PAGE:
Check out the Refreshed Units in Harmony Third Edition

Visit Now

Tips for Talking to Parents About a Difficult Student

The best thing about young students is that they all have their own unique personalities. While some are well-behaved, eager pleasers in class, some can tend to be more disruptive, unruly, and…not as well-behaved. There comes a point when you must address certain behavioral issues with the student’s parents, so together, you can come up with a solution that helps the student to do better, and ultimately succeed in school. Here are some tips for touching on this touchy topic with parents.

 Send a classroom management packet home

During the first week of school, or when a new student enters the classroom, send home a notice that outlines classroom expectations, including rules, guidelines, and goals. Parents should know exactly what type of behavior is acceptable in your class. During your conference, you can refer back to the guidelines, and parents won’t be taken by surprise should you have to address that their child is not complying with any of these standards.

Be friendly

This one should go without saying, but greet parents with a kind hello and a smile. Start off the meeting with some small talk, and get to know them personally, before diving into any issues. By putting parents at ease, they will be a less defensive and more receptive to your feedback about their child. Maintain a positive tone and attitude throughout the conversation.


The purpose of talking to parents about their child’s behavior is to strictly inform. Keep thoughts, opinions, and advice to a minimum (or entirely to yourself). If parents ask for your opinion, be cautious, and try to be as diplomatic as possible. Keep in mind you and the parents only want what’s best for their child.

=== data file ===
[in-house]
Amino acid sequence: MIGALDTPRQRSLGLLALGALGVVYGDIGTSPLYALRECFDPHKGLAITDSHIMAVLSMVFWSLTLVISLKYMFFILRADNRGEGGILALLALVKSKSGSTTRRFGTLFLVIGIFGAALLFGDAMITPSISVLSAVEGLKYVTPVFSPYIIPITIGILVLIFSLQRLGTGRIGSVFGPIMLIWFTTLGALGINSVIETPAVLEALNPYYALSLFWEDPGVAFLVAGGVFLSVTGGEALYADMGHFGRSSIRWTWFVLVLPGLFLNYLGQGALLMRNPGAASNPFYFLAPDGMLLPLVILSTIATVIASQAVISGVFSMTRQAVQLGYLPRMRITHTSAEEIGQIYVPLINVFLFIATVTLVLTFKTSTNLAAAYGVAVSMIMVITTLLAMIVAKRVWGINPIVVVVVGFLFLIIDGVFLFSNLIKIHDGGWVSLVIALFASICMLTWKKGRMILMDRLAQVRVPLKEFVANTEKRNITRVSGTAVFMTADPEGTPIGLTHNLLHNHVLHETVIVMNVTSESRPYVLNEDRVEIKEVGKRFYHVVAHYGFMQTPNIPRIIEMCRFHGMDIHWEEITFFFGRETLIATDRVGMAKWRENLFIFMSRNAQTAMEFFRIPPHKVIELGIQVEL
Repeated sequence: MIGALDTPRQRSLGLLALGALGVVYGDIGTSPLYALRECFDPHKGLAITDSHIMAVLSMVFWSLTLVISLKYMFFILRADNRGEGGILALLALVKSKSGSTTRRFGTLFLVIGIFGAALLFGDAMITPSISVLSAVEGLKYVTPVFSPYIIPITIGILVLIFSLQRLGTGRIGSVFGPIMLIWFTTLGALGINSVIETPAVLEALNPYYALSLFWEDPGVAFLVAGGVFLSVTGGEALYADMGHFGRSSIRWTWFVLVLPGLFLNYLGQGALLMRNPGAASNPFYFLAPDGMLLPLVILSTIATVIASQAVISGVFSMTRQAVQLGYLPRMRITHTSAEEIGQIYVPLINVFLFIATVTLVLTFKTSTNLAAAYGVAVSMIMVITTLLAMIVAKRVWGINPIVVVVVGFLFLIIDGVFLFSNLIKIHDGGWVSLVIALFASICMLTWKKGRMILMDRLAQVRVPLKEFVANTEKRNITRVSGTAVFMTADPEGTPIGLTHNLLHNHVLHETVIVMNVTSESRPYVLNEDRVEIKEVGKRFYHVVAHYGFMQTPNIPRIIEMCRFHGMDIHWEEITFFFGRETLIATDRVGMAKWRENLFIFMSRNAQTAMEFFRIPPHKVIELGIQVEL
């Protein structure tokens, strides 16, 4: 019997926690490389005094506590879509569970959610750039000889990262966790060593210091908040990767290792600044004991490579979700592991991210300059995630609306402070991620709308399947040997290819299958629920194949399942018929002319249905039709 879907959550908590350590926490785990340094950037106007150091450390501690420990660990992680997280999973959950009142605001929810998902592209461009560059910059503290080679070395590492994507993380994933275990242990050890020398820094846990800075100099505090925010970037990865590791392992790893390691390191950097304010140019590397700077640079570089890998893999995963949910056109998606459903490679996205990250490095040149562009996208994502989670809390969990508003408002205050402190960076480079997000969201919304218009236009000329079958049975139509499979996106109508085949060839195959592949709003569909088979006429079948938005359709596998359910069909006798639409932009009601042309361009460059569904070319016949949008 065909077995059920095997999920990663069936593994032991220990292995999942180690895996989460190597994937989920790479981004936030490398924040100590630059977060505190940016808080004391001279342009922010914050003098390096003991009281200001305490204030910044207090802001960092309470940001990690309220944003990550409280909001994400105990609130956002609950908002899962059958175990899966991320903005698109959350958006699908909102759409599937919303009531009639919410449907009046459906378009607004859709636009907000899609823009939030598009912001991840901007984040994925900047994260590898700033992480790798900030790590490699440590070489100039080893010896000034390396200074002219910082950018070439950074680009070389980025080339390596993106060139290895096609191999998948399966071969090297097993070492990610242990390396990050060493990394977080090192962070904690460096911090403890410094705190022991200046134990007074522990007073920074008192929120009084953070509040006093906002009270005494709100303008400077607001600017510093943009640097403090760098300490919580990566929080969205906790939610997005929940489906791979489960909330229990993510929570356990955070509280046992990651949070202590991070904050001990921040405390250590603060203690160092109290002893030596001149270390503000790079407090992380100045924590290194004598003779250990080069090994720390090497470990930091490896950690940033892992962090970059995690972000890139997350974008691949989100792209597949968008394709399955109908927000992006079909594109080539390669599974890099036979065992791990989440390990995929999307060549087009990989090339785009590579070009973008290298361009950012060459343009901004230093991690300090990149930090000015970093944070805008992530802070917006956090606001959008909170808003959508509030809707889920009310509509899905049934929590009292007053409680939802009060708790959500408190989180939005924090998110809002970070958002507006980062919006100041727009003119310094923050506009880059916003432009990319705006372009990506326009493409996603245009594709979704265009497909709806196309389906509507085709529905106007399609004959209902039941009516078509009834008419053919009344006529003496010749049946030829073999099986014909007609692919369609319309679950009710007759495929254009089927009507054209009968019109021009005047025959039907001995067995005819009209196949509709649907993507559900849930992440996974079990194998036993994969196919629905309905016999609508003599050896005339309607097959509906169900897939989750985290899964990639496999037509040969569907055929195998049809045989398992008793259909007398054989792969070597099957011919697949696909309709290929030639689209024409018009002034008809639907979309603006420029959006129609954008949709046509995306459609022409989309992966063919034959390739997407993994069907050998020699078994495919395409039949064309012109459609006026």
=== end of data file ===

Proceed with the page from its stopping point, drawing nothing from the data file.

Stick to the facts

Tell the student’s parents exactly what happened, or what has been happening, that prompted the conference or telephone call. Stick to what you know to be true, which brings us to our next tip.

Be honest

Be straightforward and say, “This behavior is interfering with learning, and is not allowed in this classroom.” Don’t hold back or allow any room for misinterpretation, because the most helpful language for parents is the plain truth.

Explain how you are handling the behavior

After giving the facts of the incident or behavior, let the parents know how the problem is being handled at school. Explain the rule or guideline that the student has broken, and how he or she is being held accountable. Assure the parents that you are doing your part to help resolve the issue, change the behavior, and turn it into a teachable moment.

Be brief

Try to conduct conversations or conferences with parents, especially over the phone, in less than five minutes. End the call by indicating to parents that you appreciate their support and that they can call or email with any further questions.

It’s never easy talking to parents about behavioral issues. However, keep in mind, parents appreciate being informed, and most certainly want to know about any issues, so they too can address them at home. Parents can use this information as a way to open up dialogue with their child, and discuss any underlying issues that may be causing the behavior at school. All children are good children, some just need a little extra guidance in regard to classroom etiquette. Do you have any tips for talking to parents about a difficult student? Share them in the comments section below.



(Source: Smart Classroom Management, June, 2011)